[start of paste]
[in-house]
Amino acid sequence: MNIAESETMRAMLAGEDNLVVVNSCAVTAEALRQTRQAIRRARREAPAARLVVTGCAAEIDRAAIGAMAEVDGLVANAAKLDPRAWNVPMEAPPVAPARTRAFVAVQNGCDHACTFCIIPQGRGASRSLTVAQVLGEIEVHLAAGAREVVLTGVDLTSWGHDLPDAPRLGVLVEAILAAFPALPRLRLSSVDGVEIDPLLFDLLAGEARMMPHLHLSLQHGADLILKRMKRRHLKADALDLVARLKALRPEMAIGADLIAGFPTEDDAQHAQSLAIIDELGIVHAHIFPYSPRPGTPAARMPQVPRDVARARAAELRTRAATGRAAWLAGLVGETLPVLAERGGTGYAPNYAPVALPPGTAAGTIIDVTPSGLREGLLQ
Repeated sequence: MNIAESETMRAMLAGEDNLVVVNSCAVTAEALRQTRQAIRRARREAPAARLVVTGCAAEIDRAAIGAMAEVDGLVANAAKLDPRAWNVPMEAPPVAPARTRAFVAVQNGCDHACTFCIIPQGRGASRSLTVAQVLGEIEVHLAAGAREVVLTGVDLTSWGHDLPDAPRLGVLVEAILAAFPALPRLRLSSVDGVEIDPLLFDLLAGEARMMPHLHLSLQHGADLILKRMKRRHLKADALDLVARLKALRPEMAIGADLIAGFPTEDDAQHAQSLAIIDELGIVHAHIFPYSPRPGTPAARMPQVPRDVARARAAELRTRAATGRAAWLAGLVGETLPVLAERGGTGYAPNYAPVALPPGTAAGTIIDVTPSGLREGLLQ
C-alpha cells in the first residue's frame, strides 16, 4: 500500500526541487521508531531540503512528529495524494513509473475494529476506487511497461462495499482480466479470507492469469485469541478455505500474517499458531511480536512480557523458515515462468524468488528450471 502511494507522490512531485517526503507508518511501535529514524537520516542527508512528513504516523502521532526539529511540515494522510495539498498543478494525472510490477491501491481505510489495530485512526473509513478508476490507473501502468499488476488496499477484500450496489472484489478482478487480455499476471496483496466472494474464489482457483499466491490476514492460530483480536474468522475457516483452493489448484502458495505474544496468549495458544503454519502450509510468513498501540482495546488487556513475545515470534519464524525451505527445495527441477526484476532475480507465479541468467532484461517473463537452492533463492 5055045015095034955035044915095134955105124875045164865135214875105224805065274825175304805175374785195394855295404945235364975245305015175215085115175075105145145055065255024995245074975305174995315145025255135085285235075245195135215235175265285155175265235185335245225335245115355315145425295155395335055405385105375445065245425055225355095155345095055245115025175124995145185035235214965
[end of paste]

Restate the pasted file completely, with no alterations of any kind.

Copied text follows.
[in-house]
Amino acid sequence: MNIAESETMRAMLAGEDNLVVVNSCAVTAEALRQTRQAIRRARREAPAARLVVTGCAAEIDRAAIGAMAEVDGLVANAAKLDPRAWNVPMEAPPVAPARTRAFVAVQNGCDHACTFCIIPQGRGASRSLTVAQVLGEIEVHLAAGAREVVLTGVDLTSWGHDLPDAPRLGVLVEAILAAFPALPRLRLSSVDGVEIDPLLFDLLAGEARMMPHLHLSLQHGADLILKRMKRRHLKADALDLVARLKALRPEMAIGADLIAGFPTEDDAQHAQSLAIIDELGIVHAHIFPYSPRPGTPAARMPQVPRDVARARAAELRTRAATGRAAWLAGLVGETLPVLAERGGTGYAPNYAPVALPPGTAAGTIIDVTPSGLREGLLQ
Repeated sequence: MNIAESETMRAMLAGEDNLVVVNSCAVTAEALRQTRQAIRRARREAPAARLVVTGCAAEIDRAAIGAMAEVDGLVANAAKLDPRAWNVPMEAPPVAPARTRAFVAVQNGCDHACTFCIIPQGRGASRSLTVAQVLGEIEVHLAAGAREVVLTGVDLTSWGHDLPDAPRLGVLVEAILAAFPALPRLRLSSVDGVEIDPLLFDLLAGEARMMPHLHLSLQHGADLILKRMKRRHLKADALDLVARLKALRPEMAIGADLIAGFPTEDDAQHAQSLAIIDELGIVHAHIFPYSPRPGTPAARMPQVPRDVARARAAELRTRAATGRAAWLAGLVGETLPVLAERGGTGYAPNYAPVALPPGTAAGTIIDVTPSGLREGLLQ
C-alpha cells in the first residue's frame, strides 16, 4: 500500500526541487521508531531540503512528529495524494513509473475494529476506487511497461462495499482480466479470507492469469485469541478455505500474517499458531511480536512480557523458515515462468524468488528450471 502511494507522490512531485517526503507508518511501535529514524537520516542527508512528513504516523502521532526539529511540515494522510495539498498543478494525472510490477491501491481505510489495530485512526473509513478508476490507473501502468499488476488496499477484500450496489472484489478482478487480455499476471496483496466472494474464489482457483499466491490476514492460530483480536474468522475457516483452493489448484502458495505474544496468549495458544503454519502450509510468513498501540482495546488487556513475545515470534519464524525451505527445495527441477526484476532475480507465479541468467532484461517473463537452492533463492 5055045015095034955035044915095134955105124875045164865135214875105224805065274825175304805175374785195394855295404945235364975245305015175215085115175075105145145055065255024995245074975305174995315145025255135085285235075245195135215235175265285155175265235185335245225335245115355315145425295155395335055405385105375445065245425055225355095155345095055245115025175124995145185035235214965